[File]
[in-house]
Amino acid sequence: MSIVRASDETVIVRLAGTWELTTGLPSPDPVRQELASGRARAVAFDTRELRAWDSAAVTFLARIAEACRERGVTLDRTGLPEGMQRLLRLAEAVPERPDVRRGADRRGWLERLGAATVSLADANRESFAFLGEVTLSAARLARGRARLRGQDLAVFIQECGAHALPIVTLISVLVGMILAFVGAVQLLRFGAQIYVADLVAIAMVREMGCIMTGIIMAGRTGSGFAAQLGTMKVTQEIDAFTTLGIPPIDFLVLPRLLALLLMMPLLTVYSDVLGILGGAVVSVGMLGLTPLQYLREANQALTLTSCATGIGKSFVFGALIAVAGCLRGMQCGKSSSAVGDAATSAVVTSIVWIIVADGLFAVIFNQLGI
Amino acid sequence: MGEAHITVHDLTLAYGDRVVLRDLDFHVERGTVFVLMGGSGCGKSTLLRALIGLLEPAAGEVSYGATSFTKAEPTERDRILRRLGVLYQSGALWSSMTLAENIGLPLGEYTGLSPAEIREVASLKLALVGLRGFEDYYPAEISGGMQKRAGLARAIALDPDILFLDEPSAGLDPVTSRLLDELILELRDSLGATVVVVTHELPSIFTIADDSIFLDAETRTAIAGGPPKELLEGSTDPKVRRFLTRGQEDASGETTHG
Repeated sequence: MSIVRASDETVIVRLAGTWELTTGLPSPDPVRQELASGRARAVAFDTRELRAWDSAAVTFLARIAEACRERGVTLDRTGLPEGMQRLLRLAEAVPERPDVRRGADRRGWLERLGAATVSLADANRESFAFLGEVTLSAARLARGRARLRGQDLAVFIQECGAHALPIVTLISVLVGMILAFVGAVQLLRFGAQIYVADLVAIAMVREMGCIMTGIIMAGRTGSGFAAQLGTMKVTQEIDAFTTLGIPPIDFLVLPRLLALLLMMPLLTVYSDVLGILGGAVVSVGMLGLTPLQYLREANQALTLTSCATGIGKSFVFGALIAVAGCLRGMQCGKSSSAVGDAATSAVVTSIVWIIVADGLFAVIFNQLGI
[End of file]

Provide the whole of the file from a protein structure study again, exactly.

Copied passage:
[in-house]
Amino acid sequence: MSIVRASDETVIVRLAGTWELTTGLPSPDPVRQELASGRARAVAFDTRELRAWDSAAVTFLARIAEACRERGVTLDRTGLPEGMQRLLRLAEAVPERPDVRRGADRRGWLERLGAATVSLADANRESFAFLGEVTLSAARLARGRARLRGQDLAVFIQECGAHALPIVTLISVLVGMILAFVGAVQLLRFGAQIYVADLVAIAMVREMGCIMTGIIMAGRTGSGFAAQLGTMKVTQEIDAFTTLGIPPIDFLVLPRLLALLLMMPLLTVYSDVLGILGGAVVSVGMLGLTPLQYLREANQALTLTSCATGIGKSFVFGALIAVAGCLRGMQCGKSSSAVGDAATSAVVTSIVWIIVADGLFAVIFNQLGI
Amino acid sequence: MGEAHITVHDLTLAYGDRVVLRDLDFHVERGTVFVLMGGSGCGKSTLLRALIGLLEPAAGEVSYGATSFTKAEPTERDRILRRLGVLYQSGALWSSMTLAENIGLPLGEYTGLSPAEIREVASLKLALVGLRGFEDYYPAEISGGMQKRAGLARAIALDPDILFLDEPSAGLDPVTSRLLDELILELRDSLGATVVVVTHELPSIFTIADDSIFLDAETRTAIAGGPPKELLEGSTDPKVRRFLTRGQEDASGETTHG
Repeated sequence: MSIVRASDETVIVRLAGTWELTTGLPSPDPVRQELASGRARAVAFDTRELRAWDSAAVTFLARIAEACRERGVTLDRTGLPEGMQRLLRLAEAVPERPDVRRGADRRGWLERLGAATVSLADANRESFAFLGEVTLSAARLARGRARLRGQDLAVFIQECGAHALPIVTLISVLVGMILAFVGAVQLLRFGAQIYVADLVAIAMVREMGCIMTGIIMAGRTGSGFAAQLGTMKVTQEIDAFTTLGIPPIDFLVLPRLLALLLMMPLLTVYSDVLGILGGAVVSVGMLGLTPLQYLREANQALTLTSCATGIGKSFVFGALIAVAGCLRGMQCGKSSSAVGDAATSAVVTSIVWIIVADGLFAVIFNQLGI